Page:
Daily entries from the 17th century London diary
Sasha Clarkson has posted 660 annotations/comments since 16 February 2013.
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About Saturday 10 December 1664
"I hope to make a friend of him, being a worthy man."
When he does make a friend of him, he starts spelling his name properly in the diary, as 'Brouncker' instead of 'Brunkard' I often whether rhyming him with 'drunkard' is Sam's private joke to himself?
About Tuesday 6 December 1664
From what I've seen in life, women, on average, are no more moral than men:the two differences are men's physical strength, and the fact that, even today, men have more financial and wordly power to enable them to be exploiters, if they so choose. Also of course, women are literally left "holding the baby" after any dalliances.
In this light, it's interesting to compare and contrast the careers of two siblings, near contemporaries of Pepys, John and Arabella Churchill, both of whom prostituted themselves: the former to Lady Castlemaine, and the latter to James II.
To be fair to Charles II, he did acknowledge John Churchill's "double bastard" by Castlemaine, even though he almost certainly knew she wasn't his!
About Sunday 4 December 1664
brian the wolf - I suspect that Sam's workaholic attitude is common amongst those of humbler origin on the rise/make, eg Wolsey, Thomas Cromwell, Sir Edward Coke, or even Robert Hooke.
Also, second tier aristocrats like Sir William Coventry were sometimes workaholic too. Sam's respect for him was such that, at risk to his own position, he visited Coventry when he was confined to the Tower in disgrace.
About Wednesday 30 November 1664
I've posted this before I think, but I'm going to indulge myself: 😈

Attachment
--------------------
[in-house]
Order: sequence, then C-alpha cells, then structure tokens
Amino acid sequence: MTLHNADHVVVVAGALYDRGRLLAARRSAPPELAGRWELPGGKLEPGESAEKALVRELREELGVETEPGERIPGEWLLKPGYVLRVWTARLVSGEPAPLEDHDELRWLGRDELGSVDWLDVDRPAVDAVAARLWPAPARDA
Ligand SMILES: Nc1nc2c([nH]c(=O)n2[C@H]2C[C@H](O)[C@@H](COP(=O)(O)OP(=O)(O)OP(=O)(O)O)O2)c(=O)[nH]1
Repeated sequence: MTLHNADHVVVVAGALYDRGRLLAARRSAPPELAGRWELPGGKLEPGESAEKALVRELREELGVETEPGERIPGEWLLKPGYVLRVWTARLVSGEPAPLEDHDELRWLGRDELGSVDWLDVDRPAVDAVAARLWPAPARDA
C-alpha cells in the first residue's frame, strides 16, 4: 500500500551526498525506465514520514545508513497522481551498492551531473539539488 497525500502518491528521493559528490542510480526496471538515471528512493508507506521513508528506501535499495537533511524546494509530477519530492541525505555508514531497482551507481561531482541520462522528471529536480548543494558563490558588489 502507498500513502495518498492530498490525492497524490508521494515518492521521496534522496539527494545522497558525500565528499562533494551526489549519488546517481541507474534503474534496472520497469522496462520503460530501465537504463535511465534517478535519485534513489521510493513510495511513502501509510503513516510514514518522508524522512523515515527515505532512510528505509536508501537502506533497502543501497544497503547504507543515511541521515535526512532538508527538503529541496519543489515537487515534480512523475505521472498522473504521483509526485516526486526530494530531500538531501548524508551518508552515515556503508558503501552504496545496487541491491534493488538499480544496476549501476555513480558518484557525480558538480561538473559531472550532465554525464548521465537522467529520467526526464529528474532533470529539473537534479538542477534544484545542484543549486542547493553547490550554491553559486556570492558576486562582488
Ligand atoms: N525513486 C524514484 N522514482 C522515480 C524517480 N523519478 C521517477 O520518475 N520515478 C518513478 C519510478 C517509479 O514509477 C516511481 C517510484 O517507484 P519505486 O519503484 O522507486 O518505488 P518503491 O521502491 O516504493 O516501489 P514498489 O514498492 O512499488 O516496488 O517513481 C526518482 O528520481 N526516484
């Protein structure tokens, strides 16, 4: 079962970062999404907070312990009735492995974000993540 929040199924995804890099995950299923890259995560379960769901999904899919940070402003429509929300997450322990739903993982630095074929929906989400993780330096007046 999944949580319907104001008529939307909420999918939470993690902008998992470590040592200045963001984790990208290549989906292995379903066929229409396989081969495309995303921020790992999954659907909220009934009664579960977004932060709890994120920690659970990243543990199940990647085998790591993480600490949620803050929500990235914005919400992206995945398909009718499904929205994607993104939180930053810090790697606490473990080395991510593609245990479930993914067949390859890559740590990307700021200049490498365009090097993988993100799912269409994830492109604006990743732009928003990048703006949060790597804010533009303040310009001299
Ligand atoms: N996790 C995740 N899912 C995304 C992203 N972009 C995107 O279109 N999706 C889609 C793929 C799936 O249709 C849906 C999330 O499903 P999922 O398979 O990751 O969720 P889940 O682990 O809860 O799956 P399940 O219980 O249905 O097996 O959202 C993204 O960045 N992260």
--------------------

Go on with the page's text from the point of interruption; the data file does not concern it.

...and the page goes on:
Two quatrains by William Blake, put together by Dante Gabriel Rossetti:
Since all the riches of this worldMay be gifts from the devil and earthly kings,I should suspect that I worshipped the devilIf I thanked my God for worldly things.
The countless gold of a merry heart,The rubies and pearls of a loving eye,The idle man never can bring to the martNor the cunning hoard up in his treasury.
About Wednesday 23 November 1664
"Surely there's no parent here who never thought for a second in his or her heart of hearts...$#@%&^! $5000 for that damned kid's tonsilectomy (or whatever)?"
In Britain we still have a National Health Service (despite the efforts of our Govt to wreck it), so thoughts of that nature do not arise.
About Tuesday 22 November 1664
It's December 2nd Gregorian: the moment of the full moon (moon & sun in opposition) is around 7:30 the following morning, so, for today and the next few evenings, there should be plenty of moonlight to move around at night, weather permitting.
About Mr Shepley
It was in 1669, not 1668 that Shepley was sacked:see the last reference:
About Saturday 12 November 1664
Alas no, Stan; though given the present realities of the world, it's often tempting! ;)
About Capt. Silas Taylor
The storekeeper Captain Silas Taylor is (first) mentioned in Jeannine's annotation here:
Aaaargh - it wasn't the wrong day after all - I haven't had a drink yet honest: ignore my above remark!